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7th Circuit orders disability case back to administrative law judge

August 28, 2012

Because the Social Security Administration Appeals Council did not consider new evidence when it was presented – despite its own regulations requiring it to do so – the 7th Circuit Court of Appeals sent a disability insurance benefits case back to the administrative law judge for further proceedings.

At the time of the hearing on Angela Farrell’s application for disability benefits, she was married with two children and extremely overweight. She suffers from multiple issues, including anxiety, insomnia, fibromyalgia, and plantar fasciitis. Her initial application was denied, but the appeals council remanded her case for reconsideration. On remand, the administrative law judge again ruled against her, in part because of Farrell’s failure to establish definitively that she suffered from fibromyalgia.  

This time, the appeals council affirmed the ALJ’s decision, despite new evidence before the council that confirmed Farrell’s fibromyalgia. The District Court also affirmed.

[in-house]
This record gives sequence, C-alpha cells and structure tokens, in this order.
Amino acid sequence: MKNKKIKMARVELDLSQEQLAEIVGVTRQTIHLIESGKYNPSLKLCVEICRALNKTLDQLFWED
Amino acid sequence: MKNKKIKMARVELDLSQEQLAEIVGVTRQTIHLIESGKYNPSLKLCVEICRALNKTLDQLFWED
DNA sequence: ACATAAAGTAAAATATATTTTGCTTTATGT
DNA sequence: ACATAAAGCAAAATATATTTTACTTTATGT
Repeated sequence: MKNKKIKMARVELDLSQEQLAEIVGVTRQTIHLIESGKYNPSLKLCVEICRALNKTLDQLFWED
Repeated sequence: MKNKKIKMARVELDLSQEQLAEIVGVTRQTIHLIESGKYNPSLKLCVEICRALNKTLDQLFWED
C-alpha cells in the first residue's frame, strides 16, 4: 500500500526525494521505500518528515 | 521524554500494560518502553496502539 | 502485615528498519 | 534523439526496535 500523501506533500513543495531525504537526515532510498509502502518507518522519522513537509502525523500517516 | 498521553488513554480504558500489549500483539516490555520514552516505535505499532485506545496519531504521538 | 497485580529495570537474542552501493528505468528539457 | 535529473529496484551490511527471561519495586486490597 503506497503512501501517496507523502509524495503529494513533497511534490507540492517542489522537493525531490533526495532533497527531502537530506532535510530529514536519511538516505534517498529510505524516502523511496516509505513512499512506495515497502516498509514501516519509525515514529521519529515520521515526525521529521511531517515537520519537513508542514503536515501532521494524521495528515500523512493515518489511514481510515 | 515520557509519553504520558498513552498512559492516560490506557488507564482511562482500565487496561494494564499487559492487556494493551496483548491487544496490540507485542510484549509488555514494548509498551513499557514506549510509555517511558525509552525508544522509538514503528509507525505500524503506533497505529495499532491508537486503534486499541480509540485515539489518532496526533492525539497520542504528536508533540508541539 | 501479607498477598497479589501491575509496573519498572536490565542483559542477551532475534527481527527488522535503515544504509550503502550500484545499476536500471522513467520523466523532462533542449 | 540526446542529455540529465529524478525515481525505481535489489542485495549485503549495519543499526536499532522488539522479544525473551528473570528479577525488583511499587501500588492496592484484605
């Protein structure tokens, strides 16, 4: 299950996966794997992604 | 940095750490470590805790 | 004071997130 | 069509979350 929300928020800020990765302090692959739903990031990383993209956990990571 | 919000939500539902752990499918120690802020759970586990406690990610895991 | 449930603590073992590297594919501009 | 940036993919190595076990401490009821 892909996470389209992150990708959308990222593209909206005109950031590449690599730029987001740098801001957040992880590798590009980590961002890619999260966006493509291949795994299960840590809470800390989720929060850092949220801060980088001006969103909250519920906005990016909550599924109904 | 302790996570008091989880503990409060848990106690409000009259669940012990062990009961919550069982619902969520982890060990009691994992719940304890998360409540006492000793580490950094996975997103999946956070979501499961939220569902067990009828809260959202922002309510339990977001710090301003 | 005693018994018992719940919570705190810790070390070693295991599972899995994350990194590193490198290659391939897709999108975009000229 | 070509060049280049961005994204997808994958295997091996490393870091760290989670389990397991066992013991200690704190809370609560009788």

In addition to finding the appeals council didn’t follow its own regulations that require it to consider “new and material evidence,” the 7th Circuit found several other aspects of the ALJ’s decision independently require correction, including that the ALJ “failed to grapple properly with the competing medical opinions” in considering Farrell’s application.

Her primary physician, Dr. Sarah Beyer, recorded Farrell suffered from several conditions and alluded to the possibility of Farrell suffering from fibromyalgia. The other physicians who reviewed Farrell’s file as part of the application evaluation process believe that Farrell only had “moderate difficulties” or “mild restrictions on daily activities.” One doctor testified there was no evidence of a confirmed diagnosis of fibromyalgia or anything that would give rise to arthritic pain.

The 7th Circuit concluded in Angela M. Farrell v. Michael J. Astrue, Commissioner of Social Security, 11-3589,  that the ALJ’s residual functional capacity determination for Farrell improperly discounted Beyer’s medical opinions and that the RFC determination was based on an incomplete assessment of the record.

The judges sent the case back to the ALJ for further proceedings.

 

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